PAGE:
“If I only had more time to do [x].” It’s a phrase the confounds many a startup. And truly, every once in a while, that confounding problem is something terribly technical that requires a specific level of expertise. But most of the time, it’s simply something that needs to get done. Yet something for which it is impossible to find the time. And that makes it all the more aggravating.
All it would take is someone to help you do it. But that—especially for bootstrapped companies and side projects—can make the problem even more insurmountable. The idea of paying someone to do the job? Usually, not an option.
You know what would be perfect for completing these tasks? An intern. Even better? A paid intern. Someone who was getting reimbursed to help you with your project. And someone who had some skin in the game to perform at a level that would help your startup improve.
I started banging this drum last year with the Silicon Florist internship challenge. While interest was high, throughput—especially on my end—was not. We simply needed more resources to pull it off.
If only there were an easier way for us to find people who were engaged and willing. Some way for us to quickly marshal resources and get people who are interested in learning involved in projects that could use the help. It would be a perfect win-win situation. We’d gain some smart hands to help us move more quickly. We would rovide that person or persons with some valuable mentoring. And we’d finally get around to checking some of those tasks off our list.
Enter the Portland Opportunities Industrialization Center (OIC) and their summer intern program. The program focuses on equipping at-risk youth with the skills they’ll need to succeed in business. And nothing could be a better educational experience than spending four to eight weeks with your startup.
The interns—who range in age from 16 to 24—are available for up to 30 hours per week of work, paid by the Portland OIC.
That’s an awful lot of focused time helping you knock out those tasks that have been waiting to get done, isn’t it?
And yes, you read that correctly: these folks will work for you as interns for up to 30 hours a week and will get paid by the Portland OIC. You get help. They get training. Everyone wins.
Here’s how it works:
Portland OIC Will:
- Act as the employer of the Trainees, taking responsibility for the Trainee’s wages, worker’s compensation and any other compensatory responsibilities;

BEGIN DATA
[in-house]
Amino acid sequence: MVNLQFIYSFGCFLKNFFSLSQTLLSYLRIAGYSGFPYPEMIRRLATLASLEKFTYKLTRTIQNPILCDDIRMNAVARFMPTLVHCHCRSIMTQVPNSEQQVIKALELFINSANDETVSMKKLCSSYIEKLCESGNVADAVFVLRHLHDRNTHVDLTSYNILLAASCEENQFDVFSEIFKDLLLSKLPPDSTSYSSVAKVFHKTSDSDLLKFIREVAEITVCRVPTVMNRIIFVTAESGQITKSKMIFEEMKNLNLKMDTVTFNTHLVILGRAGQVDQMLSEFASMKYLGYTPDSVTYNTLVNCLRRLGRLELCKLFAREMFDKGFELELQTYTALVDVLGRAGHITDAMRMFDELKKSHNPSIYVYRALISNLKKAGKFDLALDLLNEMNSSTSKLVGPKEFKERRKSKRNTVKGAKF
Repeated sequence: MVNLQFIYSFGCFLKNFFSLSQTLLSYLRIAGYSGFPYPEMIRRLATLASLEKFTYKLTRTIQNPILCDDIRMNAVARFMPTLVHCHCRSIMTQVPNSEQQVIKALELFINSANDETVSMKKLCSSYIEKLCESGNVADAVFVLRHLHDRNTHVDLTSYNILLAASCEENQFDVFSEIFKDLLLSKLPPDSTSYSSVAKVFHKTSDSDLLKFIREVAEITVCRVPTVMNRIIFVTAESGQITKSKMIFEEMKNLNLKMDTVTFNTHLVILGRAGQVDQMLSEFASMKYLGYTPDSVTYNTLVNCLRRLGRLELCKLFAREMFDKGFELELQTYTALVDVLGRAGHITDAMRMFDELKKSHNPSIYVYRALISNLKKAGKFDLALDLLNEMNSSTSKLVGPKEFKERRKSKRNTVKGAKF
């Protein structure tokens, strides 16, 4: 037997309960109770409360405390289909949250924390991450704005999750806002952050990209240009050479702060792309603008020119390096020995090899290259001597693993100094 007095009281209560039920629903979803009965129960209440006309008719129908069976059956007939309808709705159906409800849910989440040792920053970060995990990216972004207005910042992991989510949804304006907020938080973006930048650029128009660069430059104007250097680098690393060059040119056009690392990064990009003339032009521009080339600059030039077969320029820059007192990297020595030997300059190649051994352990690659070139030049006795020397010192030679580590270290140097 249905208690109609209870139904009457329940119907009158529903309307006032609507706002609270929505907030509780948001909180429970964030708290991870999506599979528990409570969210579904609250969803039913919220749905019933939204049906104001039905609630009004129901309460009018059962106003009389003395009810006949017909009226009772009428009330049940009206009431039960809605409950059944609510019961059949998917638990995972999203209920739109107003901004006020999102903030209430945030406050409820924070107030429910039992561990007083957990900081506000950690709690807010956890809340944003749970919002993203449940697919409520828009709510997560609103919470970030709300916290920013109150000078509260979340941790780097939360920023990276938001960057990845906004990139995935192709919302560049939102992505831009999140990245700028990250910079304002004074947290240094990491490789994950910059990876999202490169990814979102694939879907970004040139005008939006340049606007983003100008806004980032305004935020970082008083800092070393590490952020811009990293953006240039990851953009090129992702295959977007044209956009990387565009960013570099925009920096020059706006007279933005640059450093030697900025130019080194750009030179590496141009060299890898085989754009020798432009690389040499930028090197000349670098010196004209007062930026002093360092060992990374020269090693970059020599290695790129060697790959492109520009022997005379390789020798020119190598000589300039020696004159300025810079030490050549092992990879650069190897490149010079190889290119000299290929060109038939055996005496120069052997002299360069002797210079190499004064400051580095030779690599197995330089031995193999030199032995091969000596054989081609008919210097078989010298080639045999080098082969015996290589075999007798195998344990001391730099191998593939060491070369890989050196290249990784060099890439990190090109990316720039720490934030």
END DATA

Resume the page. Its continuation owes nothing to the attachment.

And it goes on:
- Recruit, screen and provide pre-employment training to Trainees, including an interest inventory, in order to determine which trainees best fit a given work opportunity;
- Provide a Job Coach, who will advise and prepare the Trainee, and will be available to the Trainee and the Workplace Supervisor for trainee counseling, job placement, crisis intervention, information sharing and any other assistance needed to foster a successful relationship between POIC, Workplace and the Trainee;
- Provide coordination between POIC, the Workplace, and the Trainee(s), including orientation and guidance for Workplace supervisors, and
- Provide or coordinate procurement of training materials (e.g. safety gear, uniforms, etc.) and provide bus passes to Trainees.
The Workplace Will:
- Provide Trainee with a structured and well-supervised training/learning experience, which will introduce and reinforce the demands, rewards and sanctions associated with holding a job;
- Review the Trainee’s goals for the experience and work with the student to meet those goals;
- Assist in monitoring time and attendance;
- Consult with POIC Job Coach about any issues, needs or problems;
- Comply with all State and Federal laws pertaining to training, child labor and other workplace regulations, and
- Provide feedback on the progress and development of the Trainee.
The Trainee Will:
- Develop written goals for this experience, to be reviewed by Job Coach and provided to Workplace Supervisor;
- Maintain regular attendance to jobsite, and notify POIC and Workplace prior to any absence;
- Use proper work habits, including honesty, punctuality, courtesy, cooperativeness, and proper hygiene, grooming and dress;
- Consult with Job Coach and Workplace regarding problems or changes to goals and duties;
- Conform to rules and regulations of worksite, and
- Make a good faith effort to perform assigned job duties and maximize the training opportunity.
Sounds interesting, doesn’t it? And it could be the very help you’ve been seeking—without any of the headaches that have been preventing us from pursuing this as an option.
What’s more, this will be an incredibly rewarding experience that gives back to the community. You’ll be teaching someone some very important skills, introducing them to the potential of the startup community in Portland, and mentoring someone who has the potential to be the next big thing around here.
Want to apply? It’s as simple as filling out the application form and returning it to Asa Pritchard (APritchard [at] poicrahs [dot] org). Asa is also available to answer any questions you have about the program.
Here’s hoping you take this opportunity to help your startup and our community.